Talk Community - with Toivo Miller, Principal Product Development Manager, EBRD

In your presentation in the Intelligent Buildings Europe Hub Session: Scaling up sustainable EE investments in buildings, what do you think will be the top 2 key take aways for the audience?

Scaling up energy efficiency investments in buildings is uncontroversial and there is a growing consensus amongst all stakeholders, including the public. This growing consensus reflects the increasing awareness of consumer and business benefits such as reduced operational expenditure, new business opportunities, increased comfort, as well as fighting climate change. Regarding this, EBRD has been an active player in the related areas.  EBRD plans to scale up investments in support of a Green Economy Transition to 40% by 2020 and EE investments in buildings will play an important part in this. In order to achieve this target, EBRD is providing finance in different ways. This will include approaches with a strong track record such as EBRD’s Sustainable Energy Finance Facilities (SEFFs, http://seff.ebrd.com/facilities.html) that financed more than EUR 3 billion EE investments since 2006. 

The first take away for scaling up EE investments in buildings is reducing risks of EE investments by aligning stakeholders’ risks and rewards. In other words transaction costs are lowered by aligning stakeholders interests and allocating their tasks to the area of their expertise. As a results EE investments are more optimal for the beneficiary. Once this alignment is agreed, the processes and documentation should not be changed but follow a standardized approach. 

The second take away is that public authorities play an important role and can facilitate the process and create incentives through policies, taxation, grants etc. EBRD is supporting public authorities with technical cooperation and policy dialogue and an example is its programme REEP in the Western Balkans (http://wb-reep.org/), where e.g. the Serbian Ministry of Mining and Energy is supporting EE investments in the public sector, in particular street lighting.  Another good example of public authority support is Latvia, where the Ministry of Economy supports EE investments for buildings with investment grants and Altum, the state finance development agency, provides related guarantees.

As Principal Product Development Manager for EBRD, what do you see as the main focus for developing sustainable energy financing products and how will this impact the market?

The focus will be on sustainable and scalable financing. Sustainable in that more private sector investors finance longer term EE investments and scalable in that a secondary financial market can support the scaling up.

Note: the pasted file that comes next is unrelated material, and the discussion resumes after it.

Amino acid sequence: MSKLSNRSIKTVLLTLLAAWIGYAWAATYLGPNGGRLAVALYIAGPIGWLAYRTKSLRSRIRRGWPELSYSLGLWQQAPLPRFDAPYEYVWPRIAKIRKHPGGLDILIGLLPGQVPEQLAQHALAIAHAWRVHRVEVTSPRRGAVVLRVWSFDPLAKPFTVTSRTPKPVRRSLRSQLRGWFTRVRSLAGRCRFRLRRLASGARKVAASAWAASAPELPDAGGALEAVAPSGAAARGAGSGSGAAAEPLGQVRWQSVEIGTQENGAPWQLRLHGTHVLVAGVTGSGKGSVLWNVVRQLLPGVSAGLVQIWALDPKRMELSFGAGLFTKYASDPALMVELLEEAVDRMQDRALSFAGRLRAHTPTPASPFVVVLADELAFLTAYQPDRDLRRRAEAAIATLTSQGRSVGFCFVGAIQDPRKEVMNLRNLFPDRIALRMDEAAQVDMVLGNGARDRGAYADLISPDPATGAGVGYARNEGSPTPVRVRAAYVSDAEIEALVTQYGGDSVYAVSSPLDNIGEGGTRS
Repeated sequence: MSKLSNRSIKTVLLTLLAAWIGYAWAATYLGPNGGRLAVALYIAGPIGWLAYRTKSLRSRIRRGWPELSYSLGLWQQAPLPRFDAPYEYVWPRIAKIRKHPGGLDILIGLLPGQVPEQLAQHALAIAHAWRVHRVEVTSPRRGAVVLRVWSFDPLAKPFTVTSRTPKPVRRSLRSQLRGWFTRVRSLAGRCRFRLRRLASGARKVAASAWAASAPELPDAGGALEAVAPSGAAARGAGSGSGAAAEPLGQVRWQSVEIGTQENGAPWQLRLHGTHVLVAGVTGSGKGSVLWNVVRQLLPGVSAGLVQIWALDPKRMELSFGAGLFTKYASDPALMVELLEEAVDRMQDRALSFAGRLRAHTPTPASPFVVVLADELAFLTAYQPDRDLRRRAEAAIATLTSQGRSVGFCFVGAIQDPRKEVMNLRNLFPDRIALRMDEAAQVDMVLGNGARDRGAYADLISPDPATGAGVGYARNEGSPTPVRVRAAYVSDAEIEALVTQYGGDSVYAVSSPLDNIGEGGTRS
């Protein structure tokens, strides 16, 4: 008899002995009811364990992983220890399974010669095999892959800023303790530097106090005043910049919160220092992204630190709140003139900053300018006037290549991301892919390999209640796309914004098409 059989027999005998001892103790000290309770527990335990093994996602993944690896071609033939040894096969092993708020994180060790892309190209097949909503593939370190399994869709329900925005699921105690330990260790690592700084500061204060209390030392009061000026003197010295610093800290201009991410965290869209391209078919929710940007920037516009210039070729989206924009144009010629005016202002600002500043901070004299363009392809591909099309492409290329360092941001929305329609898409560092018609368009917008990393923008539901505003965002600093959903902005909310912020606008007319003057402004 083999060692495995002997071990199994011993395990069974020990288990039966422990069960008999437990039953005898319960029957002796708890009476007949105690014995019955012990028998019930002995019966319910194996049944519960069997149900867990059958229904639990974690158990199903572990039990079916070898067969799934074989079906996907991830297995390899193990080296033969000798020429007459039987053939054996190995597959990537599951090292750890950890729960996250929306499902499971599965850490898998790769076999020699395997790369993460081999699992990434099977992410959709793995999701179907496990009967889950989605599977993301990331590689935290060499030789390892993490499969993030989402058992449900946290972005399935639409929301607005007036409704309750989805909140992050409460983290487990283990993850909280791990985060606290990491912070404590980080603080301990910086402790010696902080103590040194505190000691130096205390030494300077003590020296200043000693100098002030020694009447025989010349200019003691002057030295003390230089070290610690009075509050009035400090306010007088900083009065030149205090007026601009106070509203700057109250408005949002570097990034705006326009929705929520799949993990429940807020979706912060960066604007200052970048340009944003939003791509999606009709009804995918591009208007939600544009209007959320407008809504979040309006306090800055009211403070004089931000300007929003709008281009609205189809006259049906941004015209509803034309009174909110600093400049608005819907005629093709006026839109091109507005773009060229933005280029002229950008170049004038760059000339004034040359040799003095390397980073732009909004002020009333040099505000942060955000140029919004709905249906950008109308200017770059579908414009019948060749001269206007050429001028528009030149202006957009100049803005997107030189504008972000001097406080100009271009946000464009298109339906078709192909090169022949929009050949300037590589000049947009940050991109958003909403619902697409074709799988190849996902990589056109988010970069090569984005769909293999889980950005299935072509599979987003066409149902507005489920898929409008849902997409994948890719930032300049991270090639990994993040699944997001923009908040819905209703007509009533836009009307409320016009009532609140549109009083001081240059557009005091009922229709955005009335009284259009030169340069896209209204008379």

The key impact will be gradually lower specific investment costs as a result of innovation. Once the risks and rewards of stakeholders are aligned, the companies implementing the EE investments are incentivized to work in the best interest of the beneficiary. This requires from implementing companies a more service minded approach, to understand beneficiaries and provide best solutions. Together with big market size, this should trigger innovation of companies, of the services they offer and the way they operate. EBRD is supporting such innovation with its FINTECC facility (http://fintecc.ebrd.com/index.html). 

Which Central and Eastern European countries are the most pro-active in developing the ESCO markets? How about the Non-EU markets?

There are a few examples of more established ESCO markets in central and Eastern Europe, including the Czech Republic, Slovenia and Croatia. Countries that pro-actively develop their markets are new-comers Latvia and Lithuania. Results are just emerging but seem promising. In both Latvia and Lithuania the government is supporting EE investments in ESCO projects with long term low interest loans and in Latvia also with investment grants. A widely accepted contract template facilitates the preparation of the project pipeline.

A positive example of a non-EU country is Serbia, where the Ministry of Mining and Energy is supporting ESCO projects with supportive legislation. Street lighting ESCO tenders are prepared, first projects have been contracted and I expect in 2017 about a dozen street lighting ESCO tenders being published, including larger projects such as in Belgrade. ESCO projects in public buildings will hopefully follow soon.

Are the new financing mechanisms for energy efficiency in Eastern Europe faster to implement? And why?

As mentioned, we should see more innovation around EE investments and financing mechanism. As financial institutions are risk averse and require thorough analysis and preparation, the term ‘faster’ is relative.

However, Eastern Europe has well-educated and experienced professional who understand the issues in their countries, who accept the reality of decreasing EU grants and who understand that public resources are not sufficient to e.g. grant finance all EE investments needs in buildings and infrastructure. This makes it possible to openly discuss new approaches and solutions and we should see new solutions. From the conference's programme I understand that we will hear from Latvian colleagues one example of a new financing mechanism.

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